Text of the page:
Customer Experience: How to Balance Culture and Operations

Every organization talks about being customer focused. The hard part is translating the mindset into the realities of day-to-day decision making.

What does it really take to deliver a consistently superior customer experience across different touch points? We asked a panel of four experts for their perspective.

  • Jonathan Becher, chief marketing officer, SAP
  • Curtis Bingham, founder and executive director, Chief Customer Officer Council.
  • Kerry Bodine, customer experience expert and co-author of Outside In
  • Volker Hildebrand, group vice president, CRM solutions, SAP, and co-author of The Customer Experience Edge
call center

For companies that are trying to become more customer centric, is the greater challenge cultural or operational?

Curtis Bingham: It’s both. If you try to change culture without changing operations, the cultural initiative will fail because the culture starts bumping up against operational limitations. There is nothing worse than convincing all of your employees to play nice with customers and then having your billing department screw something up because some flag was set incorrectly.

But if you make operational changes that employees don’t want to [embrace] because they like things the way they are, then the culture will squelch the operational changes.

Jonathan Becher: Many people think customer experience is all related to operations. Sure, a customer experience is impacted by rational things like what hours your bank is open or how fast you deliver a package. But there’s research that suggests at least half of customer experience is the subconscious – how you feel about your interactions with a company.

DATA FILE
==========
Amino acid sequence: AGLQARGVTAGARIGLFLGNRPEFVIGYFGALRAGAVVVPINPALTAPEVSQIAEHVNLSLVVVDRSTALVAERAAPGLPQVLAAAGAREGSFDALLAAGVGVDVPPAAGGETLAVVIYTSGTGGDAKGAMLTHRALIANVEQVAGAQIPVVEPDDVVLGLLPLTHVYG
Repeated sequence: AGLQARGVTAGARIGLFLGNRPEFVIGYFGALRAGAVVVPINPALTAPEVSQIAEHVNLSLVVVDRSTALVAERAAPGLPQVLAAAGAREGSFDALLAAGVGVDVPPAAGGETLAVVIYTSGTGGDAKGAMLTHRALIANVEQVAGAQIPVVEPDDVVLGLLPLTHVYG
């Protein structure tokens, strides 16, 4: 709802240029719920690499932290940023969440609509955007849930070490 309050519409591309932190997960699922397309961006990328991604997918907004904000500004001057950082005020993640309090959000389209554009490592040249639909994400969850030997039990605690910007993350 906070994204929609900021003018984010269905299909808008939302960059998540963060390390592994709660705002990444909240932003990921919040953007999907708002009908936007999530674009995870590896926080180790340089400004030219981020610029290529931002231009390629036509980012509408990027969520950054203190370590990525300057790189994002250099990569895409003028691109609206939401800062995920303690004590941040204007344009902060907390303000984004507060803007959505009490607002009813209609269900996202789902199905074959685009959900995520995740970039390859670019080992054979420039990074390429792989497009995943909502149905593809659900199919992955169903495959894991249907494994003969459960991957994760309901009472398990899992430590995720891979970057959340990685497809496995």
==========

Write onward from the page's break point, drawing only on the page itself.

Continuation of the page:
Here’s a great example: A multinational insurance company called Aviva was having issues in its call center. After speaking with an agent, 75% of customers called back to clarify when they would be receiving their policy document. The company was getting thousands of extra phone calls.

A customer experience team analyzed the calls and pinpointed the problem to one word: should. The agents would tell customers that they “should” be receiving their documents in four to five days. Because of the uncertain nature of the postal service, the agents thought they were being customer centric by not setting false expectations. But the word should actually created uncertainty. Customers would hang up, reflect on the conversation, and then call back to clarify when the documents would arrive. So they changed the agents’ scripts to “will arrive” instead of “should arrive,” and callbacks dropped from 75% to 6% in a matter of weeks.

Is that cultural? Is that operational? It’s both.

A consistent omnichannel experience seems like an almost impossible task considering how most organizations are structured. Is it achievable?

Bingham: By not allowing people to participate in things outside of their job function, we’ve encouraged a narrow-minded adherence to “not my problem.” There’s a huge untapped resource among employees who wish they had some connection with customers, some way to help, but they can’t. Right now, so many companies have a huge infrastructure with boundaries that no one is supposed to cross.

But what if you could quickly put together a team of people from across the organization who know the state of a customer relationship, know the key issues, and know some of the things needed to fix the relationship? What if you allowed them to participate in the effort to fix the problem, and then, once the problem’s fixed, you allowed them to disband and return to their regular work? Most large companies don’t have the ability to create these shadow teams.